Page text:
Wednesday, April 17, 2013

Movie Review: Modern Times

Read more about the film at

It always amazes me how the more things change, the more things remain the same. Usually for the worse, too. Catching a showing of Charlie Chaplin's classic film Modern Times this past week on AMC doubly emphasized this point to me. 

I had seen the film many years before in a film studies class and remembered the great slapstick moments in the factory gear wheels and the hysterical miming antics of Chaplin's Little Tramp character working as a singing waiter and playing "football" with a roast duck. What really struck me this time about the narrative was how "modern" Modern Times still is. Eighty years on and the US still has large numbers of unemployed workers, union busting, street violence, and children and adults going hungry and homeless... Chaplin wrote this story during the Great Depression, yet it easily could have been written within the past year. Modern Times is both timeless and touching.

Watching Modern Times made me pause and wonder: Have I "time warped" back to the 1930s? Or did Chaplin time travel to the early twenty-first century and back again before he penned his masterpiece? Either way, the film stands the test of time and continues to point out how little the heart of American society has changed since the film's 1936 premiere. The rich demand more and more and will throw a starving street urchin in jail for stealing a loaf of bread. Workers are to be manipulated and exploited and then cast aside all in the name of profits. The authorities exact heavy violence against striking workers who only want to call attention to their plight. I think we can all see the parallels between Chaplin's story and today's headlines.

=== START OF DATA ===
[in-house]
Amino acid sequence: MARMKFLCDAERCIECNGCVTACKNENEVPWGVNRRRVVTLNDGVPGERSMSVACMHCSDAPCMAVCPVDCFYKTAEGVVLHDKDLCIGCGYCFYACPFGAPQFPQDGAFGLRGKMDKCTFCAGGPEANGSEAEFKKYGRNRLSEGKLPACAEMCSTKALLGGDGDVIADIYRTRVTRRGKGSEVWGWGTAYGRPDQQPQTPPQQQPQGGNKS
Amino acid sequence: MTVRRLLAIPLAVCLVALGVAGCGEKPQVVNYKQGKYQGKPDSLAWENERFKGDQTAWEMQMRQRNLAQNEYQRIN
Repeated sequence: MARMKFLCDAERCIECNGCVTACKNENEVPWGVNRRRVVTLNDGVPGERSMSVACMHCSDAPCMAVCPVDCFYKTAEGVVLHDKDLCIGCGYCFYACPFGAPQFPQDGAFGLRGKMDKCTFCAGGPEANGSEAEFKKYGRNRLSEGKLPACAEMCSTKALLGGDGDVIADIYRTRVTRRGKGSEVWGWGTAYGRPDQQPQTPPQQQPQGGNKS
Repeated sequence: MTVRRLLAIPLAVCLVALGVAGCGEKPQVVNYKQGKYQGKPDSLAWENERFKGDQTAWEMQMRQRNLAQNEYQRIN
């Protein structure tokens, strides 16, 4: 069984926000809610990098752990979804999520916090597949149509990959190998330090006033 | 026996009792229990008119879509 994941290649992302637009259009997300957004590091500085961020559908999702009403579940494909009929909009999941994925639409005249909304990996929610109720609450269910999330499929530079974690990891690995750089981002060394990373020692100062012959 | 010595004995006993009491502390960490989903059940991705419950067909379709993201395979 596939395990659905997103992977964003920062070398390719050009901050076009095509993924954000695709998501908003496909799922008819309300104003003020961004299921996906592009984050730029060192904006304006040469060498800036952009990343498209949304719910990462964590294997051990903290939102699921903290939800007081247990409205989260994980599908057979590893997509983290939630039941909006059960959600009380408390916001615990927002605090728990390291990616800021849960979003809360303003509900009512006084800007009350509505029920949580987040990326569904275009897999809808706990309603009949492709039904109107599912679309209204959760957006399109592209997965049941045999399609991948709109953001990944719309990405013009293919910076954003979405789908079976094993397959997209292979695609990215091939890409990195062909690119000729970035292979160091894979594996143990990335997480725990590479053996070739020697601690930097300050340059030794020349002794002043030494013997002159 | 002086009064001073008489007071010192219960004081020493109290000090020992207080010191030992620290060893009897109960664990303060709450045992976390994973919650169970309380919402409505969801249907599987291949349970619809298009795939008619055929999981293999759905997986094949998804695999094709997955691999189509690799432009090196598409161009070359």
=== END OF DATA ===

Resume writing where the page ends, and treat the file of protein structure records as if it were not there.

History repeats itself if we do not learn from it. Modern Times really should become required viewing for all. Perhaps only then will we stop the cycle of poverty, income disparity, hunger and frustration felt by those struggling to survive day-to-day. The Little Tramp will do us all a good deed if we will only watch and learn from his antics.


A J said...

Chaplin was a superb movie maker and social commentator. It is rather sad to see that nothing much has changed since the movie was made, in spite of decades of agitation and legal protection for workers' rights.

Cindy said...

Agreed. It is a classic. The definition of a classic is that it never goes out of style and is relevant in all generations... I just wish we could some day look back at Modern Times and say, "It's great how we've addressed and solved these problems at last!"

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